Thus far I had been able to restrain myself from purchasing any green Depression glass. Oh, I like it just fine, but I had decided I would stay with pink and clear glass pieces. I was *not* going to start collecting green as well.
Ah, but. When I went to Madison, Ga. a few weeks ago to meet my friend Maureen for tea, I got there early to drive around town and came upon an antique mall that looked promising. I didn't find anything I wanted until I turned to leave and saw a table where everything was a dollar. I don't often see $1 antiques, and these green plates—no chips, cracks or flea bites—caught my eye. There were just three of them, and one appeared to have some white paint on the bottom. Still, for just $1 each I went ahead and got all three, and even the painted one cleaned up beautifully.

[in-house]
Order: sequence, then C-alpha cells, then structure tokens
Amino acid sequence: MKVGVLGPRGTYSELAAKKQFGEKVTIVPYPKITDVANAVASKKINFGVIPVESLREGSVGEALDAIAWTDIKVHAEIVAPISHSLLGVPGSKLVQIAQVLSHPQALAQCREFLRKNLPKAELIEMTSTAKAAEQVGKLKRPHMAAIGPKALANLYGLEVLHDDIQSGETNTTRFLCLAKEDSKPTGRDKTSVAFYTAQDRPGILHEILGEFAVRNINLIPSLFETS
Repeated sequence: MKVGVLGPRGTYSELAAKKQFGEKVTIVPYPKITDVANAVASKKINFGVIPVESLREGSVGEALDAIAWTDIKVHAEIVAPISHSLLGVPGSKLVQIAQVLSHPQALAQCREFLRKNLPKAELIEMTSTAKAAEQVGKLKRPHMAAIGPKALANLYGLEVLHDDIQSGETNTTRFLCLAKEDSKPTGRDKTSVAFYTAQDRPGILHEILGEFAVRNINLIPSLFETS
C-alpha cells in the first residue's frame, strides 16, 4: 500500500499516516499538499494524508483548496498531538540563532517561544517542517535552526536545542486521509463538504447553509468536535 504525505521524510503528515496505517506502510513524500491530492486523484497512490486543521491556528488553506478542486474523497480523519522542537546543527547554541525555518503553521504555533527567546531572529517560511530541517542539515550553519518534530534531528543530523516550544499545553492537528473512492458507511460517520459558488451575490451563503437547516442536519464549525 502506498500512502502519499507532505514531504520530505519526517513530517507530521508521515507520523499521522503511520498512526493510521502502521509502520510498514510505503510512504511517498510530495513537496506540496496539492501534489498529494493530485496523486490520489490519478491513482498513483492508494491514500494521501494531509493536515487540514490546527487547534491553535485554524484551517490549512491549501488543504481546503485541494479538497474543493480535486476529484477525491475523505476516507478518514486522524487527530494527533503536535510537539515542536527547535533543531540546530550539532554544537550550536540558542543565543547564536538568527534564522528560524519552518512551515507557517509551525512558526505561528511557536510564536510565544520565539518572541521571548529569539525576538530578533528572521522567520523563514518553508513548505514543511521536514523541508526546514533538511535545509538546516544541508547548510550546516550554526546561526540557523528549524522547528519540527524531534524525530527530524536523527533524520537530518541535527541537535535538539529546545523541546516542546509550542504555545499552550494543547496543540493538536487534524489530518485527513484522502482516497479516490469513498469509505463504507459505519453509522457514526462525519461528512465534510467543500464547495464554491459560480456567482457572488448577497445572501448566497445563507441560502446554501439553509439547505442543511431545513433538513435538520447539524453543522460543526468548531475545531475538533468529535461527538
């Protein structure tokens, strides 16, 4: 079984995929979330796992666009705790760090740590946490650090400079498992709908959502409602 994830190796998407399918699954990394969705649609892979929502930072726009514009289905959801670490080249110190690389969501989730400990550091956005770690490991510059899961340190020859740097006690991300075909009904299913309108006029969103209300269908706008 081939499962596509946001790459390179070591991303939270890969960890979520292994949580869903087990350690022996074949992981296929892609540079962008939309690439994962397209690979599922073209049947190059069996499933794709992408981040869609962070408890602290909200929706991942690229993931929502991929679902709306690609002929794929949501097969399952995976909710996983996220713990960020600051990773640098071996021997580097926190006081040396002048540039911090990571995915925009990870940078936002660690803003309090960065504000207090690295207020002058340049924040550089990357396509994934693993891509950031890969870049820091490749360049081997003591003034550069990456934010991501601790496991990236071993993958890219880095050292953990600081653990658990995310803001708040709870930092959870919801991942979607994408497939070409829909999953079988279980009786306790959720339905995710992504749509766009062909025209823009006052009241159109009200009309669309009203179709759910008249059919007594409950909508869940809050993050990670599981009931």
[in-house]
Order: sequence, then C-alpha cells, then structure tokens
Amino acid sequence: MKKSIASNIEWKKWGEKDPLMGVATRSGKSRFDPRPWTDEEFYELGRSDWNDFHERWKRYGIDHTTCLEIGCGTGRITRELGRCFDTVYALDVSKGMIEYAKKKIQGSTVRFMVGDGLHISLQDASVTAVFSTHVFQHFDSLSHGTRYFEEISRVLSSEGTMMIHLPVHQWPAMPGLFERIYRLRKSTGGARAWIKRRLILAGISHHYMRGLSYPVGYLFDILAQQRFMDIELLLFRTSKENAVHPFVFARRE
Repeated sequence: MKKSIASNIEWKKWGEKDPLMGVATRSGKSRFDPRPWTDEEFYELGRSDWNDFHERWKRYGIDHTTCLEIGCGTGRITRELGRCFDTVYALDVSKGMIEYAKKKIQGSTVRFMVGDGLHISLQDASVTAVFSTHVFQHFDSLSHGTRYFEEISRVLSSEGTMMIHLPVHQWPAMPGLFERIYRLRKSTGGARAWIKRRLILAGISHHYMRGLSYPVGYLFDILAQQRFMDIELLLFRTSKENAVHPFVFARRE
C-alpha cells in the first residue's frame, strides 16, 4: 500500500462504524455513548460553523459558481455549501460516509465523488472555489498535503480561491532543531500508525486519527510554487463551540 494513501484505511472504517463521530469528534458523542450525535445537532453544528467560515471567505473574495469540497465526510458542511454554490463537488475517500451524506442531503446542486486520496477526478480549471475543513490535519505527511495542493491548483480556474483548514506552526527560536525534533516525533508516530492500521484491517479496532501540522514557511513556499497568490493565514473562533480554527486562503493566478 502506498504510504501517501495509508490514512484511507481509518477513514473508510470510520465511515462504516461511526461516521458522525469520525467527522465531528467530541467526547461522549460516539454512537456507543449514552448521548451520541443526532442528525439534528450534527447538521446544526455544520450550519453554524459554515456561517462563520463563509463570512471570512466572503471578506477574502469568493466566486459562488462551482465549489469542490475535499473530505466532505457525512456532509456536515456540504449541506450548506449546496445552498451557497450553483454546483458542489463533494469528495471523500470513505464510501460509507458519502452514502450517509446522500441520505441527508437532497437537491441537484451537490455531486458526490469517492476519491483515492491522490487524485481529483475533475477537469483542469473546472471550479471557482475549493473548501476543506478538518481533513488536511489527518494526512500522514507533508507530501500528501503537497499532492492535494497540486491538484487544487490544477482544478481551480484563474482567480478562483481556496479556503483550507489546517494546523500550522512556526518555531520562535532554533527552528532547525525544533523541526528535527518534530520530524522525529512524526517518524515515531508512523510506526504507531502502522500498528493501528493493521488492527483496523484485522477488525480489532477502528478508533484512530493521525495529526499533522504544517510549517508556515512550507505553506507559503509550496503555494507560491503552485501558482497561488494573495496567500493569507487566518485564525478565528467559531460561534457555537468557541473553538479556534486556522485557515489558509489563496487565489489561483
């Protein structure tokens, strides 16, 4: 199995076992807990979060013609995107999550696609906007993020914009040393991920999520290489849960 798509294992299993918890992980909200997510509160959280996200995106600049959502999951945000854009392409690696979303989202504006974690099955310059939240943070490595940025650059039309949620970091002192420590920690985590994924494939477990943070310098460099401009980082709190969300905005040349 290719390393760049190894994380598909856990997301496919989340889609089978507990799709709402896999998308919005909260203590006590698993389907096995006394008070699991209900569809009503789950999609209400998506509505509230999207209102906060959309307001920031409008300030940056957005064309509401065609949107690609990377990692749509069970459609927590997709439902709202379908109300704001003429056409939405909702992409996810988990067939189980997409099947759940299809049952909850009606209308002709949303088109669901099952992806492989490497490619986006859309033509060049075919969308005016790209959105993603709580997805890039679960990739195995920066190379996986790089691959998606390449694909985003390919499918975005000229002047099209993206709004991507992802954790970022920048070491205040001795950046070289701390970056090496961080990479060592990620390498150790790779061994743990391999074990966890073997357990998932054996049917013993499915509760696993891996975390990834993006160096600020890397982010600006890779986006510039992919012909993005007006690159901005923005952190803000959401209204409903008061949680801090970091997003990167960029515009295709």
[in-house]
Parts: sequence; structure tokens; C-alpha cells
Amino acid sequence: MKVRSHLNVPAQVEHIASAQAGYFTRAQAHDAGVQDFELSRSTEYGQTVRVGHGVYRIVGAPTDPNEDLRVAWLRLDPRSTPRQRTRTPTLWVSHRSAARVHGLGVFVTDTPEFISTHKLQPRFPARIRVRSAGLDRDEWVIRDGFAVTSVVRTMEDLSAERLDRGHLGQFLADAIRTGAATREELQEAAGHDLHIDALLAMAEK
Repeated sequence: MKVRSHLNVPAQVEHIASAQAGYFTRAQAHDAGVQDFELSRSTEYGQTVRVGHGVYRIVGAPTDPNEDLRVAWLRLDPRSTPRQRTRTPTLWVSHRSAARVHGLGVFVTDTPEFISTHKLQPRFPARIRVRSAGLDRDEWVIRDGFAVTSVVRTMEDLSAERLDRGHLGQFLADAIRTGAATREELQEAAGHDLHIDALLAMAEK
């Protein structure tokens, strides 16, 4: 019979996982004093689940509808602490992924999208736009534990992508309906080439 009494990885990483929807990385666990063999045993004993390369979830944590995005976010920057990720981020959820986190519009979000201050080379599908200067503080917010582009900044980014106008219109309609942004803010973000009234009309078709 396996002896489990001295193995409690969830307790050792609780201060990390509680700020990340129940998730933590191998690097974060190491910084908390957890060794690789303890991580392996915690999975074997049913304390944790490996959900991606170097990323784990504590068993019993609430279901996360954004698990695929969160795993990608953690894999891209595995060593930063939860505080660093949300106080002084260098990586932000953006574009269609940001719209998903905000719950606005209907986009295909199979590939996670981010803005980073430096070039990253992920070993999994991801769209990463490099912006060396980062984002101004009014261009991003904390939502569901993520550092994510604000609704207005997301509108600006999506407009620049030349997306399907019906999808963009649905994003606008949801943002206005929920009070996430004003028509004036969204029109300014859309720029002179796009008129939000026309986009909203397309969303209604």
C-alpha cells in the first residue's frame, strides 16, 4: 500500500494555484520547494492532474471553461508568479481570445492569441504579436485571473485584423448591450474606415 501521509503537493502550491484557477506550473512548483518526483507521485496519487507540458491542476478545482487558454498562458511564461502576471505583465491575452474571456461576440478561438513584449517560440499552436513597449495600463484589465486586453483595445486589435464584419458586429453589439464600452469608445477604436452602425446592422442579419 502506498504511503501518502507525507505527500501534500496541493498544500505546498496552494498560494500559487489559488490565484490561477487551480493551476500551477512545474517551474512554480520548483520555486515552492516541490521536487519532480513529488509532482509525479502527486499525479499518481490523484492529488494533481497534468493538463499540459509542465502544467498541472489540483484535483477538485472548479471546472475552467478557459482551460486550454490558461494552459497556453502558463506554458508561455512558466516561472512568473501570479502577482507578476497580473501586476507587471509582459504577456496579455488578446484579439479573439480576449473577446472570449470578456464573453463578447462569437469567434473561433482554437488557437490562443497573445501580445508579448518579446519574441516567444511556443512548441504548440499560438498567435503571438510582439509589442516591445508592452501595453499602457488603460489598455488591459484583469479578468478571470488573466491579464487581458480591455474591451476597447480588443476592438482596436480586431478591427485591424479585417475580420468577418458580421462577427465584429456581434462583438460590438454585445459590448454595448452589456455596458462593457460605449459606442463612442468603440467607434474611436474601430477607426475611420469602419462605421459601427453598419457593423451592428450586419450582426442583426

Do any of my fellow glass lovers know anything about grill plates? I don't even know for sure why they're called "grill plates," though I assume the style originated at a diner where it was helpful to keep the foods separated in the plate's compartments. I found a similarly-shaped green glass plate online from Federal Glass, but it had a pattern on the plate, not plain as mine are. While I'm not on a mission to find a fourth plate, I decided it will be nice if I accidentally "stumble upon" such a plate online or at an antique mall one day. And if I get four, well, a St. Patrick's Day or other spring luncheon just might result, with a scoop of chicken salad on lettuce leaves in the large compartment and small servings of frozen fruit salad and cheese straws on the side!